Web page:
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Author Topic: Stock Market Crash Expected In 2008 To Be Worse Than 1929  (Read 57835 times)
Barbara
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« Reply #405 on: January 26, 2009, 09:26:39 PM »

Hi guys,

Not sure if anyone has more info yet but saw on MSN that the Gov't of Iceland collapsed today due to the worldwide financial crisis. If this is so, I guess we can expect to see more of this in order to get us all used to the fact of a Global Gov't that will 'rescue the world'.

Also heard part of an interview by Megan Kelly of FOX News with a financial analyst that said '...the writing is on the wall' and that the US dollar is about to collapse. Don't know his name but got this from Bill Koenig:

"Jim Rogers, chairman of Singapore based Rogers Holdings, says investors should be 'worried' about the US dollar and recommended selling government bonds and buying raw materials, China stocks and the yen, ... "If I were you, I would be worried about the US dollar,' said Roberts, 66, in a speech at the Asia financial forum in Hong Kong (on the 23rd). The Americans are printing US dollars. The Americans are going to do whatever they can to revive their economy, even if it means desroying the US dollar. (Bloomberg)

Things are happening fast...

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Barbara
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« Reply #406 on: January 26, 2009, 10:23:58 PM »

Got the article on Iceland - here's part of it:

The Times
Jan. 27, 2009

CREDIT CRUNCH CLAIMS ICELAND GOVERNMENT AFTER 'HOUSEHOLD REVOLUTION'

Catherine Philip, Domestic Correspondent

The global economic crisis claimed its first government yesterday when Iceland's ruling coalition collapsed amid a cacaphony of popular protest.

The government of Geir Haarde, the Prime Minister, resigned en massed after days of mounting anger over the country's financial meltdown.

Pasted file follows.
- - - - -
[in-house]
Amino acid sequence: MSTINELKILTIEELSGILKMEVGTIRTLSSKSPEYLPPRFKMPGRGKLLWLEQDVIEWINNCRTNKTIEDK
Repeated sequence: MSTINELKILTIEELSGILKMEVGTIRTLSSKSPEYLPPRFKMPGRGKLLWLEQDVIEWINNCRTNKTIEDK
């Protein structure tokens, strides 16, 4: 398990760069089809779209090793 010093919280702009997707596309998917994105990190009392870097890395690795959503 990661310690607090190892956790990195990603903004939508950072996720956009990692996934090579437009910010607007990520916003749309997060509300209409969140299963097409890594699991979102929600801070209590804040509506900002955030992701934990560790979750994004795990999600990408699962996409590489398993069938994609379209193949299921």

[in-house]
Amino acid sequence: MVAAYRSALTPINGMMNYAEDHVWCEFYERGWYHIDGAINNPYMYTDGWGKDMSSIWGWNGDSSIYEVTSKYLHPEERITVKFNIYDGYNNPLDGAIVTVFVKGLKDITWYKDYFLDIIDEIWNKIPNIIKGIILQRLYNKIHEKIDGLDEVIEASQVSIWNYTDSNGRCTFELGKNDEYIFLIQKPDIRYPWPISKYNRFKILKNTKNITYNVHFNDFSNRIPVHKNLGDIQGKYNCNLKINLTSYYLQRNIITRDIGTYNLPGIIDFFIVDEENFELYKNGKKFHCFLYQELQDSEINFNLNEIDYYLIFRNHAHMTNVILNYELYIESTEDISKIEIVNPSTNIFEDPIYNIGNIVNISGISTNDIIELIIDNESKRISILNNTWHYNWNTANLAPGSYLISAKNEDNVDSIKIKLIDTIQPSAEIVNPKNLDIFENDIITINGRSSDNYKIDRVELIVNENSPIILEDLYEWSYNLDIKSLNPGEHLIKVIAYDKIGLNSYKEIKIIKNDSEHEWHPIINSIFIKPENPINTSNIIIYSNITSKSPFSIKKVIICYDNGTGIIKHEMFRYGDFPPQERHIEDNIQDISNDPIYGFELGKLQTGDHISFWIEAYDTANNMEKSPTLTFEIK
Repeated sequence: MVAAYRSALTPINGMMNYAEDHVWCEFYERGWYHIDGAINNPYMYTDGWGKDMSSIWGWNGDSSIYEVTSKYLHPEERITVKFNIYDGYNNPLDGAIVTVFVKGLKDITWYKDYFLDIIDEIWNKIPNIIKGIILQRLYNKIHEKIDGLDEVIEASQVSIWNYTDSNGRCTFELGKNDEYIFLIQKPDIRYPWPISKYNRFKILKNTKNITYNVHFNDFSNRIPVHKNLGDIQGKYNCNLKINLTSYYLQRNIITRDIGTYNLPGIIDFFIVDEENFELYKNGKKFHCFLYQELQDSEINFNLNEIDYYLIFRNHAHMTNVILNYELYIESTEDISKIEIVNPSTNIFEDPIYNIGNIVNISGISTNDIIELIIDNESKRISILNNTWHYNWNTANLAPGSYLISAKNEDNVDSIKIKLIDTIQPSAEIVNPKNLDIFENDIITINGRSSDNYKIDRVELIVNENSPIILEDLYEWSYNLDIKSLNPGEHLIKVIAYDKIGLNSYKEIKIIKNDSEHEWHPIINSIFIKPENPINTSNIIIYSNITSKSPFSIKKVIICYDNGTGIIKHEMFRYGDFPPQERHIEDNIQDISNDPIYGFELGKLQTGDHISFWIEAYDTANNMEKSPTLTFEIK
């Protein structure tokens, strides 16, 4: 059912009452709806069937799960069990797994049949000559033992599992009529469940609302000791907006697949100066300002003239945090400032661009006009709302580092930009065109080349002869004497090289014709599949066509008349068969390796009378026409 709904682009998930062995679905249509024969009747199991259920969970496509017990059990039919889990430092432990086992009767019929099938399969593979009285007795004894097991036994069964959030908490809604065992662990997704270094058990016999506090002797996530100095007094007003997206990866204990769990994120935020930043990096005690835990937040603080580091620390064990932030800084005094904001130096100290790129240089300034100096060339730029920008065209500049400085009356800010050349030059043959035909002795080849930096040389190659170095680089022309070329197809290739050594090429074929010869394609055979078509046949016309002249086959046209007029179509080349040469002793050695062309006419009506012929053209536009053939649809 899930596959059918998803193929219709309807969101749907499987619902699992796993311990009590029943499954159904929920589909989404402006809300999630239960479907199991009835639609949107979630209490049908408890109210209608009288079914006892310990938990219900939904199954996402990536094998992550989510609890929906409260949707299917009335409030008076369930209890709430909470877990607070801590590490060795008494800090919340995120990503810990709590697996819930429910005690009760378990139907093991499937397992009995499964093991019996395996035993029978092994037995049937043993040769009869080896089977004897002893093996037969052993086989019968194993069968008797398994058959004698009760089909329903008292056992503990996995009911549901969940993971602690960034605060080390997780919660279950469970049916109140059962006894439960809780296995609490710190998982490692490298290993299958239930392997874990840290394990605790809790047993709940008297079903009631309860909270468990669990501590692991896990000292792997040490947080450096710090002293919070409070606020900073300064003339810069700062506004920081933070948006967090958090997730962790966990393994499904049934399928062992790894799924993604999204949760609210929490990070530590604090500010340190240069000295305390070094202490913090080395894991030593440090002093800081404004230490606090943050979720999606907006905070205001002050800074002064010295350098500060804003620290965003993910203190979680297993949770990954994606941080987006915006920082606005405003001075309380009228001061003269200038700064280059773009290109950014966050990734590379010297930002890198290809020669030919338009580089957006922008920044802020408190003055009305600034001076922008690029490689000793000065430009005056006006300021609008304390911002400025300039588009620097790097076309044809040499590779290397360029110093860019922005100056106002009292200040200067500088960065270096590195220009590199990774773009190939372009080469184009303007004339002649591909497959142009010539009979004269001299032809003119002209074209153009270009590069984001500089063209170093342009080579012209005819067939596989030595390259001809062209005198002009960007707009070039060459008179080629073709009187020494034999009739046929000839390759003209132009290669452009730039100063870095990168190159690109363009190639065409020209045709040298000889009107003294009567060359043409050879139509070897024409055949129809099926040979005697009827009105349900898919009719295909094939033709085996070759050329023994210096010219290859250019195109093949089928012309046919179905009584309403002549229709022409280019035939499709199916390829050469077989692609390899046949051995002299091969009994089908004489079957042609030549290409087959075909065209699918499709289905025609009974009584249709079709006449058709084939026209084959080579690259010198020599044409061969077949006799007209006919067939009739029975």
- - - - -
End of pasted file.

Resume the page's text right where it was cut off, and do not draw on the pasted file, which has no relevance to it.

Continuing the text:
The protests which began peacefully after the nationalization and overnite bankruptcy of Iceland's 3 main banks, turned violent last week with the nation experiencing its worst riots in 60 years.

At their height, 32,000 people - more than 10 percent of Iceland's population - took to the streets of Reykjavik banging pots and pans in what came to be known as the 'Household Revolution'.

The final collapse of the government came after talks between the two coalition partners  failed over who would lead a new administration. Mr. Haarde, the leader of the Indepenence Party, said that he planned to seek a government of national unity with all parties in Parlaiment to lead the country into fresh elections.

"I really regret that we could not continue with this coalition," he said. "I believe that would have been the best result." Icelanders did not agree. The governments approval rates, 72 percent a year ago, stood at 20 percent last week.

Jubilant protestors celebrated outside the Althing, Icelands parlaiment, yesterday after the news of the governments fall. The country's future looks far from secure, though, whoever is next to lead it.

The new government faces a daunting task, including the repayment of a $10 billion bailout loan from the Intn'l Monetary Fund and foreign governments, and a bill running into billions of dollars to repay former savers with collapsed icelandic banks - among them thousands of Britons who took advantage of sky high savings rates.